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Syrian government is not lighting a candle for the memory of Steve Jobs and his iPhone.
The Syrian government reportedly doesn't want to adhere to Google's motto: Do no evil.
The Middle Eastern country -- in the midst of cracking down on political dissidents -- has reportedly outlawed the use of Apple's iPhone in the country.
The move is ironic considering Syria's favorite American son, Steve Jobs, is behind the phone. Jobs was born to a Syrian immigrant to America, whose family still lives in Homs.
"Steve Jobs must be turning in his grave on learning that his iconic device is banned in his home country," a Syrian protester told Israeli newspaper Haaretz.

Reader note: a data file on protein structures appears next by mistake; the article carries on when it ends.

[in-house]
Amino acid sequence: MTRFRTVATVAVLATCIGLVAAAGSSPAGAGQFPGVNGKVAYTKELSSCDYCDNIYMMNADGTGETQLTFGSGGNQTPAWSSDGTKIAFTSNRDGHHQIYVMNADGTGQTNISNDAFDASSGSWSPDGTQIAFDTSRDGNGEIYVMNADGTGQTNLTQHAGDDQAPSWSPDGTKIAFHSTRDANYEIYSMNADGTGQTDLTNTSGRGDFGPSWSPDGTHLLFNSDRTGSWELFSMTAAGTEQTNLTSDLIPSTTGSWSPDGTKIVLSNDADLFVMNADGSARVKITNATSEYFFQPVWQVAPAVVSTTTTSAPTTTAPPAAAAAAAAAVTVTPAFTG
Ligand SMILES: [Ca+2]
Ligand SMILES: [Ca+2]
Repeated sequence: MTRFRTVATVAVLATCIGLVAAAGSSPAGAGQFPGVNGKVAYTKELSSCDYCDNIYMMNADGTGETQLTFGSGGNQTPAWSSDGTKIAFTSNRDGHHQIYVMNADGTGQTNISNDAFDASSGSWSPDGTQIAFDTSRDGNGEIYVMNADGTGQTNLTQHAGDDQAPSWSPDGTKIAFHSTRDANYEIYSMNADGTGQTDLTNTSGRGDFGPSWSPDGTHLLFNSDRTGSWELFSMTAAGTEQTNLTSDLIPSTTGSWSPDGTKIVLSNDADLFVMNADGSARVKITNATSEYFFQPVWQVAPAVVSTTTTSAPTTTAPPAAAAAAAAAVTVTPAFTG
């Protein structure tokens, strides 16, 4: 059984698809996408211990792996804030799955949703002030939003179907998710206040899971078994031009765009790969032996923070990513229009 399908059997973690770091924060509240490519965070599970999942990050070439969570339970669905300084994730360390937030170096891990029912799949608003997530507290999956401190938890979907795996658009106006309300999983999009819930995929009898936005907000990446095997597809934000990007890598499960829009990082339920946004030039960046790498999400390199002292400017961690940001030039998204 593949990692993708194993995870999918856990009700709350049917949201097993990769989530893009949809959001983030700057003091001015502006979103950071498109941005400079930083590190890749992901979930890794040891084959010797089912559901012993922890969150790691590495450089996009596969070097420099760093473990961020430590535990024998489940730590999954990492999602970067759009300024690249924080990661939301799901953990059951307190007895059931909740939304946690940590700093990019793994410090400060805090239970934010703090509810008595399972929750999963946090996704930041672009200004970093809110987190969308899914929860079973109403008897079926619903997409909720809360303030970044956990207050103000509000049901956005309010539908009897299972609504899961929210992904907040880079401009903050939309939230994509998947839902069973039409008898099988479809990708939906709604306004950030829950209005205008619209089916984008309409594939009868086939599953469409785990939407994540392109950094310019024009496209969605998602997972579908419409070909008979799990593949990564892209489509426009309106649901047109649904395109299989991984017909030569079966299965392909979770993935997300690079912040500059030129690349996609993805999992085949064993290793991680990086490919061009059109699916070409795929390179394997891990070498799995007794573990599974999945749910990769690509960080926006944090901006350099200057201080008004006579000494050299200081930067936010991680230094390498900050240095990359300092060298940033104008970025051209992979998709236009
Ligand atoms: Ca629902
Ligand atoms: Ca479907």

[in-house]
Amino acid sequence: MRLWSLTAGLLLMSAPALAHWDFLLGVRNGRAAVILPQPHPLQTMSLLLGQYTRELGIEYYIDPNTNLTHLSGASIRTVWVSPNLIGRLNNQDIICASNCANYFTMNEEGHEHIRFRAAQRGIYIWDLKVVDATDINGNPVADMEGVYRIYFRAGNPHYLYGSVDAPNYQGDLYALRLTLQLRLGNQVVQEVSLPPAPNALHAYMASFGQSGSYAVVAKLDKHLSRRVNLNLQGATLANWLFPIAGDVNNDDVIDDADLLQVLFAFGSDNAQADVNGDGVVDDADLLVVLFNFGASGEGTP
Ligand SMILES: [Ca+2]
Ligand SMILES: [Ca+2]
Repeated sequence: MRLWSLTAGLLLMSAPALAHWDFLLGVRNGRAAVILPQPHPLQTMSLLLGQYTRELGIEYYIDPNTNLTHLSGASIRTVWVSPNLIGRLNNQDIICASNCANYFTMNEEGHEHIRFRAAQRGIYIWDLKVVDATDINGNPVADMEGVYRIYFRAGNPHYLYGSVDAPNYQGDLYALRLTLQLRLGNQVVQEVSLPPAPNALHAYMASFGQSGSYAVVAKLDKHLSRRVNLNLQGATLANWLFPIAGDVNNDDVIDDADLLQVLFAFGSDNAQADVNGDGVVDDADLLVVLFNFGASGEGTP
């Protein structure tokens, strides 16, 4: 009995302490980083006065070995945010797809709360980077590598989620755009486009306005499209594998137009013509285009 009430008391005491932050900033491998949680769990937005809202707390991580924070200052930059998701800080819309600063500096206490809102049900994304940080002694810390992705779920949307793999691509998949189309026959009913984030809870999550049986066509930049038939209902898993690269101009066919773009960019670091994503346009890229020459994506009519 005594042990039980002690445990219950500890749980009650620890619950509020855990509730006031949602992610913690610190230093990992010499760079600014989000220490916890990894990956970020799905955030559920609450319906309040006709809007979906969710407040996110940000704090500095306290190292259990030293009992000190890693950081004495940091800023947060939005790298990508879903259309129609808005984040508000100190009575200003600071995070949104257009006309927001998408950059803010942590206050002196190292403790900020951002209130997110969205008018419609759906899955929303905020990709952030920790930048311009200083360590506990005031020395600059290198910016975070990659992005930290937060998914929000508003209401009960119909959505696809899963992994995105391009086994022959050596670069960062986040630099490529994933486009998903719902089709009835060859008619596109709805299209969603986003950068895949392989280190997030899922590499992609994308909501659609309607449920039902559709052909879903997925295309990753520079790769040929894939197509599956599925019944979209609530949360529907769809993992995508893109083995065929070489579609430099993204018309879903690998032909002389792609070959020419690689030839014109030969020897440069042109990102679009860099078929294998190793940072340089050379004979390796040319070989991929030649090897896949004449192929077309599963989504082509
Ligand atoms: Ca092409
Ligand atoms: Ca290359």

Jobs' biological father, Abdulfattah John Jandali, also spoke out in a YouTube video about his country banning his son's invention.
The news is not likely to be a boon to Google's Android alternative either.
Although no other phones have been banned yet, a move to block other smartphones could be coming.
Instead the Syrian government's Finance Ministry sent a letter to activists in neighboring Beirut, Lebanon warning them that iPhone use is no longer allowed in Syria.
The government reportedly does not want activists documenting the crackdown on the protests against the government of Bashar al-Assad, who has ruled the country for 11 years.
The United Nations estimates that more than 4,000 people have been killed in country since Syrian citizens joined the protests that began sweeping the Arab world last Spring.